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Rural-urban differences in hospitalizations for opioid use-associated infective endocarditis in Kentucky, 2016-2019.

PURPOSE: In 2016, the US rate of opioid use-associated infective endocarditis (OUA IE) hospitalizations was 3.86/100,000 for rural and 3.49/100,000 for urban residents. This study estimates the Kentucky OUA IE hospitalization rates, 2016-2019, describing differences in rural-urban residency trends, demographics, relevant comorbidities, and discharge disposition. OUA IE hospitalization rates between counties with and without syringe services programs (SSPs) are also compared.

METHODS: We used Kentucky statewide inpatient discharge records from 2016 to 2019. An OUA IE hospitalization was identified by an infective endocarditis discharge diagnosis in any diagnosis field and a concurrent diagnosis indicating opioid use. Rurality was determined based on the 2013 Rural-Urban Continuum Codes (RUCC).

FINDINGS: Kentucky's rate of OUA IE hospitalizations in 2016 was 8.9/100,000, with no significant variation between rural and urban residents. By 2019, the average rate for urban residents doubled to 17.9/100,000, significantly higher than the rural resident rate, 13.2/100,000. There were no significant rural-urban differences in percentages of those with concurrent diagnoses of HIV (<1%) or HCV (>60%). Counties that established SSPs in 2017-2018 had a 39.4% increase in OUA IE rates from 2016 to 2019, while counties without SSPs had a 79.5% increase.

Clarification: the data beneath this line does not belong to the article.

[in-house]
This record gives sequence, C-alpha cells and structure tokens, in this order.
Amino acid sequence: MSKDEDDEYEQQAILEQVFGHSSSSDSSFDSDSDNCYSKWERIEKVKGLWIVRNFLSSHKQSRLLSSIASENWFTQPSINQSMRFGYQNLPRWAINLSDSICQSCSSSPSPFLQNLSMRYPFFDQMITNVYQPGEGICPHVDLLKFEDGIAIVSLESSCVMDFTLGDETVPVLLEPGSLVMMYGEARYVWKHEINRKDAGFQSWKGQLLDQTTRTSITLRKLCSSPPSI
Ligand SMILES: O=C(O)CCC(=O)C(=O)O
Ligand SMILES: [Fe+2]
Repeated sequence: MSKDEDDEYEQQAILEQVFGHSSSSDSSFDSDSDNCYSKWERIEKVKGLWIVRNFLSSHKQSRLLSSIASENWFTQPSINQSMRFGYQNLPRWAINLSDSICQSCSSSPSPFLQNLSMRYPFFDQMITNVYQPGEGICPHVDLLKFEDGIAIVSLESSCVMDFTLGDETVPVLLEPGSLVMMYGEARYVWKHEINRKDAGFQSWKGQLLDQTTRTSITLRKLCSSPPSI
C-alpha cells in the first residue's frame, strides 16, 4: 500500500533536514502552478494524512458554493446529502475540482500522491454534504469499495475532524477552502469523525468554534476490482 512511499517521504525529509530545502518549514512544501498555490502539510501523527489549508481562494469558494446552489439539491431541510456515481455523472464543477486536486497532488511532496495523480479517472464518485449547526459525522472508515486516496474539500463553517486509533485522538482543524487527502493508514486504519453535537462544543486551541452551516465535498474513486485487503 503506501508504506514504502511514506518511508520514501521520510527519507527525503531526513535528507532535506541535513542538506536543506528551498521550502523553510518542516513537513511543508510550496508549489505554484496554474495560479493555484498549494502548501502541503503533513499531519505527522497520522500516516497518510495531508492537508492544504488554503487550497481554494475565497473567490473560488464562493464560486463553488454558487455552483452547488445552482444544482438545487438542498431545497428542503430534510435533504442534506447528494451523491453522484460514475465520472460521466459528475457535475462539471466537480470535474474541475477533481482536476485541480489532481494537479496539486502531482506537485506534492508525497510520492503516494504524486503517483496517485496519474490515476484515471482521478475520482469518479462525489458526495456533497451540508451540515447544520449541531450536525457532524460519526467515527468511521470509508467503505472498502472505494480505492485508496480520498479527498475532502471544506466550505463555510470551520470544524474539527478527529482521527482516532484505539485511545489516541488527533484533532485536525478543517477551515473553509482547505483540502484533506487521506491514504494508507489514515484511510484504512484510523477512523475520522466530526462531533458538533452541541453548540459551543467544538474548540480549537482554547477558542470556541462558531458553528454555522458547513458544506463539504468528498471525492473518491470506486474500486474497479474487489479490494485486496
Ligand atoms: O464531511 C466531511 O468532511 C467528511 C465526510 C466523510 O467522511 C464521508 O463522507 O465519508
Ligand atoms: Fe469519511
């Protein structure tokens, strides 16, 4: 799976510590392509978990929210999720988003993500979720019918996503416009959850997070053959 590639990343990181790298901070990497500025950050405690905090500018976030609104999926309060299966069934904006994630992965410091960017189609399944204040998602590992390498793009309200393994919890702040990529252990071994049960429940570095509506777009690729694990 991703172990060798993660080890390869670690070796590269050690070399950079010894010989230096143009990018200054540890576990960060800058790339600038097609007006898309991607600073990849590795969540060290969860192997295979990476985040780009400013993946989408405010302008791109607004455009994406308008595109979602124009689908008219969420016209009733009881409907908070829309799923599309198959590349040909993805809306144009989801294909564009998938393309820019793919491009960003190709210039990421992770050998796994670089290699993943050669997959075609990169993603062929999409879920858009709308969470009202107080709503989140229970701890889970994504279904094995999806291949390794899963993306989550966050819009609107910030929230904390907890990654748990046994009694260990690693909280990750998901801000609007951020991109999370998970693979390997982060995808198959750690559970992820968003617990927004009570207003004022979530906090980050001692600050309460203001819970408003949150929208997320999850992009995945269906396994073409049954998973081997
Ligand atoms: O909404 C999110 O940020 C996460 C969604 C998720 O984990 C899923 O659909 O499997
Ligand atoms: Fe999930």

CONCLUSION: The estimated 2016 Kentucky rates of OUA IE hospitalizations are 2 times higher than reported national rates, highlighting Kentucky as one of the areas most affected by this particular opioid use disorder complication. Despite challenges and barriers to the effectiveness of SSPs as a harm reduction measure, our study suggests a positive effect that should be further investigated.

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